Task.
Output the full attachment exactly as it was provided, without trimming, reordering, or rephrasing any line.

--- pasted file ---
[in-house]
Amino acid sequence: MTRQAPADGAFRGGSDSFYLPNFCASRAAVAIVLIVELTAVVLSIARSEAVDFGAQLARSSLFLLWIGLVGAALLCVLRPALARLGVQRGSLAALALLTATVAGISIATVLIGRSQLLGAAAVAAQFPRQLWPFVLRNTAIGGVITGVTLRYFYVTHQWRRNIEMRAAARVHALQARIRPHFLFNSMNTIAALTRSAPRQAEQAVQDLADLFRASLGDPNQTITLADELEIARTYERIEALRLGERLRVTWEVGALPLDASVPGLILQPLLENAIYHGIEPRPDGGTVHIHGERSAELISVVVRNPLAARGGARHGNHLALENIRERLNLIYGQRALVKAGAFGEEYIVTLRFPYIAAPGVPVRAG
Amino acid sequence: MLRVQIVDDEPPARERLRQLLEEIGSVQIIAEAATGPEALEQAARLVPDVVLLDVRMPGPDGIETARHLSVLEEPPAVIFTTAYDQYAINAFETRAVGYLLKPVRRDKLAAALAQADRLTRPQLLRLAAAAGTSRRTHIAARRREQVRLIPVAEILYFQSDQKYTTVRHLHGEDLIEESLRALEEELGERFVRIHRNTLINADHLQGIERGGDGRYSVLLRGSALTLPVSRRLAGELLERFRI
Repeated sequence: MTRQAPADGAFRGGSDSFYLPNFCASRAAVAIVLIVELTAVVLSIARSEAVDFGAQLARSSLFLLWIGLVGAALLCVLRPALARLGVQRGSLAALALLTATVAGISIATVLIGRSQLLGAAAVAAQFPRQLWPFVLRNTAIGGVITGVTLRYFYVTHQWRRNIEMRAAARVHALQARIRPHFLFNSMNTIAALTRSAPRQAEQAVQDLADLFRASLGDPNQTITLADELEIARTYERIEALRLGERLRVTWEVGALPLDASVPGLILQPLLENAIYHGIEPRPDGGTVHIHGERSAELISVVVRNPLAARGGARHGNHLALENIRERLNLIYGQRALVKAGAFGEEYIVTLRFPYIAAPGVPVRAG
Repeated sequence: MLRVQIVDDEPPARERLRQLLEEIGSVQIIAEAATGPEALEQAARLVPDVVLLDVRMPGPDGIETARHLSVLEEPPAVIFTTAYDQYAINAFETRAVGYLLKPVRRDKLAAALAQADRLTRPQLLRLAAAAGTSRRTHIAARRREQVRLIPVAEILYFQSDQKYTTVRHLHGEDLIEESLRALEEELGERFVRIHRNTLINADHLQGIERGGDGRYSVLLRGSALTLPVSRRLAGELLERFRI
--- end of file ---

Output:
[in-house]
Amino acid sequence: MTRQAPADGAFRGGSDSFYLPNFCASRAAVAIVLIVELTAVVLSIARSEAVDFGAQLARSSLFLLWIGLVGAALLCVLRPALARLGVQRGSLAALALLTATVAGISIATVLIGRSQLLGAAAVAAQFPRQLWPFVLRNTAIGGVITGVTLRYFYVTHQWRRNIEMRAAARVHALQARIRPHFLFNSMNTIAALTRSAPRQAEQAVQDLADLFRASLGDPNQTITLADELEIARTYERIEALRLGERLRVTWEVGALPLDASVPGLILQPLLENAIYHGIEPRPDGGTVHIHGERSAELISVVVRNPLAARGGARHGNHLALENIRERLNLIYGQRALVKAGAFGEEYIVTLRFPYIAAPGVPVRAG
Amino acid sequence: MLRVQIVDDEPPARERLRQLLEEIGSVQIIAEAATGPEALEQAARLVPDVVLLDVRMPGPDGIETARHLSVLEEPPAVIFTTAYDQYAINAFETRAVGYLLKPVRRDKLAAALAQADRLTRPQLLRLAAAAGTSRRTHIAARRREQVRLIPVAEILYFQSDQKYTTVRHLHGEDLIEESLRALEEELGERFVRIHRNTLINADHLQGIERGGDGRYSVLLRGSALTLPVSRRLAGELLERFRI
Repeated sequence: MTRQAPADGAFRGGSDSFYLPNFCASRAAVAIVLIVELTAVVLSIARSEAVDFGAQLARSSLFLLWIGLVGAALLCVLRPALARLGVQRGSLAALALLTATVAGISIATVLIGRSQLLGAAAVAAQFPRQLWPFVLRNTAIGGVITGVTLRYFYVTHQWRRNIEMRAAARVHALQARIRPHFLFNSMNTIAALTRSAPRQAEQAVQDLADLFRASLGDPNQTITLADELEIARTYERIEALRLGERLRVTWEVGALPLDASVPGLILQPLLENAIYHGIEPRPDGGTVHIHGERSAELISVVVRNPLAARGGARHGNHLALENIRERLNLIYGQRALVKAGAFGEEYIVTLRFPYIAAPGVPVRAG
Repeated sequence: MLRVQIVDDEPPARERLRQLLEEIGSVQIIAEAATGPEALEQAARLVPDVVLLDVRMPGPDGIETARHLSVLEEPPAVIFTTAYDQYAINAFETRAVGYLLKPVRRDKLAAALAQADRLTRPQLLRLAAAAGTSRRTHIAARRREQVRLIPVAEILYFQSDQKYTTVRHLHGEDLIEESLRALEEELGERFVRIHRNTLINADHLQGIERGGDGRYSVLLRGSALTLPVSRRLAGELLERFRI